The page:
The issue of intermittency returns the conversation back to energy storage, which must be “reliable, cost-effective and large scale,” according to Johnson. “Some are turning to effective tools from the past, such as pumped hydro, sometimes with the new twist – especially relevant to mining – of utilizing closed underground mine sites. Progress is also being made in areas such as solar thermal systems. One example stores heat from the sun in salt; the heat is then used to run a turbine, several hours after the energy is captured. Configuring multiple sources of renewable energy with storage, creating a microgrid configuration, can also help make power consistently available.”
And then there is permitting. “Many renewable energy projects have been stuck in permitting for years,” noted Johnson. “Countries, including the U.S. and Canada, as well as regional jurisdictions, are working to reform energy infrastructure permitting systems to speed up renewable initiatives. While there is no silver bullet, working with a diverse team, able to address environmental, community, and risk concerns early in the process, can help.”
A final challenge, noted by Hillig, is the need to commit long-term to renewables. “Going down the renewable path means that energy costs – or at least a part of them – are fixed for several years. This can be a risk, for example, when the mining stops, but also a big opportunity, as we see today as energy prices explode.”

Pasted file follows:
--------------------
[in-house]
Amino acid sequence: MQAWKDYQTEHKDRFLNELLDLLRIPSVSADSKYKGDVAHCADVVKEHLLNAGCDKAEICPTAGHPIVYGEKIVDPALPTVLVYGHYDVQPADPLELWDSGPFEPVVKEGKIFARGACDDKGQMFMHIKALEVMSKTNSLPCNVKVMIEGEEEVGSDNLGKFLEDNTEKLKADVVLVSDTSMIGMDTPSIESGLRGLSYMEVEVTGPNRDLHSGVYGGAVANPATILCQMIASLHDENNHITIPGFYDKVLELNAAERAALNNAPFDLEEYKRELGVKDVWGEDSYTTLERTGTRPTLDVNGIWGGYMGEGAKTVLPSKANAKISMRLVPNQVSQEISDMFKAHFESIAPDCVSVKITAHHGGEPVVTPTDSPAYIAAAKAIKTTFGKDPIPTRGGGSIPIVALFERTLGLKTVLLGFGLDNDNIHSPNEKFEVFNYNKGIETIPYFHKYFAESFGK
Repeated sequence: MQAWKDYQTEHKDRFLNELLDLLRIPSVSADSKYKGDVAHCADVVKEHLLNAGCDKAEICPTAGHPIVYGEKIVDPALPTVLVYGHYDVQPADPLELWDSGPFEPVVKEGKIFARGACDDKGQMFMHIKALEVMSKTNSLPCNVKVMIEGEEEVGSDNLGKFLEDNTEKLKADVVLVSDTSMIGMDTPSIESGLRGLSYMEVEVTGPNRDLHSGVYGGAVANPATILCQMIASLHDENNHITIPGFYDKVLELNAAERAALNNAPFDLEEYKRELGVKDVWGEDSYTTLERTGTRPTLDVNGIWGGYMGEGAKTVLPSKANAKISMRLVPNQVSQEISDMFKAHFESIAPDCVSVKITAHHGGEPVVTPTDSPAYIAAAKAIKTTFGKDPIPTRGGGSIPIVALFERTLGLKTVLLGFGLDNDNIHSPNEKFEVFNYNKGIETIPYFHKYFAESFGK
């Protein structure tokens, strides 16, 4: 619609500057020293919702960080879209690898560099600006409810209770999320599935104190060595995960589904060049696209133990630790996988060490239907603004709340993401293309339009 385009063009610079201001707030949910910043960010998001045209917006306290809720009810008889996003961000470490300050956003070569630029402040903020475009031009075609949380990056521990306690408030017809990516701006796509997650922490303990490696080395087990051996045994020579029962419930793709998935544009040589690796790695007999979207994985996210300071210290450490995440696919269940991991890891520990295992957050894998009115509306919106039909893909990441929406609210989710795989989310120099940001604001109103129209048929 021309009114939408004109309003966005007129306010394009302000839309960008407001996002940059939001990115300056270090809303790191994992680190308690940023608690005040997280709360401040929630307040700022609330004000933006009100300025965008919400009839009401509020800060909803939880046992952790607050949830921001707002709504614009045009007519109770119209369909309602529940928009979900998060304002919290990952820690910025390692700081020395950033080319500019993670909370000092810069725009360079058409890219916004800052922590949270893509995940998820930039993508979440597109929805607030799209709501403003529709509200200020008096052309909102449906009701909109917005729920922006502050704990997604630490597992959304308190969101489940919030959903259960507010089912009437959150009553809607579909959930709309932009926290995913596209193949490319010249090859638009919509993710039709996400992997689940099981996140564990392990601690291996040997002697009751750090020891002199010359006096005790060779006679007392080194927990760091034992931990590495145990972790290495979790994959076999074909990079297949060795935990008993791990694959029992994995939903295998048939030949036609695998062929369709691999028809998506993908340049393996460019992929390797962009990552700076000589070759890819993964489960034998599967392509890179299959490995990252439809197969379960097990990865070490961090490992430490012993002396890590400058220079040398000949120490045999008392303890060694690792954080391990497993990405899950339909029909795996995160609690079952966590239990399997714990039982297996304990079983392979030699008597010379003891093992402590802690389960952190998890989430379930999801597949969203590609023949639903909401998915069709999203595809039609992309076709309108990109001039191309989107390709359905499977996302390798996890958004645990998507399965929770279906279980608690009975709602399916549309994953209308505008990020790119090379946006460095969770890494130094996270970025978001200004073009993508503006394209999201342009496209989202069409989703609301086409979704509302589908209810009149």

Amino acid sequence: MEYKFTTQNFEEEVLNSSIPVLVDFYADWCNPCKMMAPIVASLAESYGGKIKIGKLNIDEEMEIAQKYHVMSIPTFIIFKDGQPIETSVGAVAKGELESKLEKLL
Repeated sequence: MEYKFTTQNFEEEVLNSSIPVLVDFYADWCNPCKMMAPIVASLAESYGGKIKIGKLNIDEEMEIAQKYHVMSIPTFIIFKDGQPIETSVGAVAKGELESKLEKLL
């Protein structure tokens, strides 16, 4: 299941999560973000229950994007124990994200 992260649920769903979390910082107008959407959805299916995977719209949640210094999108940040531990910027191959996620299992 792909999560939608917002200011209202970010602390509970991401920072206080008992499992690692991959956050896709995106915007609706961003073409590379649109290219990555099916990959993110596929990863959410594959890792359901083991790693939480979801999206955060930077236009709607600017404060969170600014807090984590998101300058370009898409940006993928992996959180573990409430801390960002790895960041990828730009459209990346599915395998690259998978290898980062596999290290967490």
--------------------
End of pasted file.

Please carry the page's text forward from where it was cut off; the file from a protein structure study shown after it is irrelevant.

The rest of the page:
To what extent supporting infrastructure is required to support renewables integrations depends on “whether the mine is grid connected, as well as the amount of renewable energy being generated,” said Stantec’s Kim Trapani. For example, if the mine is connected to a grid with capacity to take any excess power generated, “there is limited requirement for energy storage;” however, on a remote site without grid connectivity, energy storage becomes a critical issue. “Batteries are a good option for storage on a smaller scale but, if the requirement for energy storage is significant, then pumped storage may be a much better solution,” the Stantec engineer concluded.
Picking up on Trapani’s second point, Hillig explained that “adding some renewables to a mine’s energy mix often does not require the addition of any significant components, such as energy storage or a sophisticated microgrid controller. However, for sophisticated systems that combine different energy sources and allow for running the site, at least temporarily, fully on renewables, additional investments are needed. Typically, a simple diesel power plant is then converted into a cutting-edge microgrid – including energy storage.”
Microgrids in mining